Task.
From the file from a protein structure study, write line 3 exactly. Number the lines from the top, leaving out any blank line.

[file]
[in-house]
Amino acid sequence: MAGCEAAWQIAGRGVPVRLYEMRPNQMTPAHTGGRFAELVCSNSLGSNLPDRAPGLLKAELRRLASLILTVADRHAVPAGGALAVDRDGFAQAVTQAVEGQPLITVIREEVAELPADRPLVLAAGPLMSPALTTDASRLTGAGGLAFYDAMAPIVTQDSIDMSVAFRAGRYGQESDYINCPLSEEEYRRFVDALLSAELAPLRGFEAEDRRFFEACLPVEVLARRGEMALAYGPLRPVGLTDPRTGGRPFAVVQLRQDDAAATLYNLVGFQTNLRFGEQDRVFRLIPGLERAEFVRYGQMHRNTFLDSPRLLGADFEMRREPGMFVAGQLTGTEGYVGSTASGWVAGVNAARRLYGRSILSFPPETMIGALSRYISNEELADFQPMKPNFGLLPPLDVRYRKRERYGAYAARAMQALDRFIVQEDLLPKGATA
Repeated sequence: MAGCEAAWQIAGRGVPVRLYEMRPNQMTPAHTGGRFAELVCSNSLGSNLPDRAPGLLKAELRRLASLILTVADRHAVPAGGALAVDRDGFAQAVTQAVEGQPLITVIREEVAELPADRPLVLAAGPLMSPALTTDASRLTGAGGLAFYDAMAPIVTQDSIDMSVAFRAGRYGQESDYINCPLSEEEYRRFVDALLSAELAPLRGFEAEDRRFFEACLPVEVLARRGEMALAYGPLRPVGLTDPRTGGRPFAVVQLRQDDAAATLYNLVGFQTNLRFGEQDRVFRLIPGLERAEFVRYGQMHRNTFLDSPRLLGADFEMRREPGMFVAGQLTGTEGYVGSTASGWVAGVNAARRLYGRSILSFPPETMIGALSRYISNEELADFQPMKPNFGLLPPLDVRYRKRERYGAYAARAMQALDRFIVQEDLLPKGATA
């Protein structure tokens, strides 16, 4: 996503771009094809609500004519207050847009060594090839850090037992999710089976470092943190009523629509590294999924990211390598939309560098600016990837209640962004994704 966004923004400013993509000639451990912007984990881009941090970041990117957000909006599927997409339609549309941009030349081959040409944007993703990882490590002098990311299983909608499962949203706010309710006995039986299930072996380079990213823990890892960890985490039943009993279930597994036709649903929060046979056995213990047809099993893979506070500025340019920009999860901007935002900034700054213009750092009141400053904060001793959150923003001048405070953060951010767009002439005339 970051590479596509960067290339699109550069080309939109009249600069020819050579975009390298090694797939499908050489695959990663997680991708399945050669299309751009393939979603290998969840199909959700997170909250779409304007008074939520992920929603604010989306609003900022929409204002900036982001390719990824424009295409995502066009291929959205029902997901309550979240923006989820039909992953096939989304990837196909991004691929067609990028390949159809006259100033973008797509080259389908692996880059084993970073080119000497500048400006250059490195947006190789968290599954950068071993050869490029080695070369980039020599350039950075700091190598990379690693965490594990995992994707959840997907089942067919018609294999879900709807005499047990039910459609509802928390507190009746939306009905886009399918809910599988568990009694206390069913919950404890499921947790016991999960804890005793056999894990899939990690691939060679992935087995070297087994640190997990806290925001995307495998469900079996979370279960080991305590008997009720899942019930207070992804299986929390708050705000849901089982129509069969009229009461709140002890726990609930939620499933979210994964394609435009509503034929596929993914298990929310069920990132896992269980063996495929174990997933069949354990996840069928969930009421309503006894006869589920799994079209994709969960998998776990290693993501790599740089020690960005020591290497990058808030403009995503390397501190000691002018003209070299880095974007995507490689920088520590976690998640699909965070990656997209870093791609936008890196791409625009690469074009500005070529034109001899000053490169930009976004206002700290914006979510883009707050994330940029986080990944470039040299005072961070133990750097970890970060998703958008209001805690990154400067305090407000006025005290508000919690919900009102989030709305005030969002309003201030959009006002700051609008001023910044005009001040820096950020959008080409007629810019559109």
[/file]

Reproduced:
Repeated sequence: MAGCEAAWQIAGRGVPVRLYEMRPNQMTPAHTGGRFAELVCSNSLGSNLPDRAPGLLKAELRRLASLILTVADRHAVPAGGALAVDRDGFAQAVTQAVEGQPLITVIREEVAELPADRPLVLAAGPLMSPALTTDASRLTGAGGLAFYDAMAPIVTQDSIDMSVAFRAGRYGQESDYINCPLSEEEYRRFVDALLSAELAPLRGFEAEDRRFFEACLPVEVLARRGEMALAYGPLRPVGLTDPRTGGRPFAVVQLRQDDAAATLYNLVGFQTNLRFGEQDRVFRLIPGLERAEFVRYGQMHRNTFLDSPRLLGADFEMRREPGMFVAGQLTGTEGYVGSTASGWVAGVNAARRLYGRSILSFPPETMIGALSRYISNEELADFQPMKPNFGLLPPLDVRYRKRERYGAYAARAMQALDRFIVQEDLLPKGATA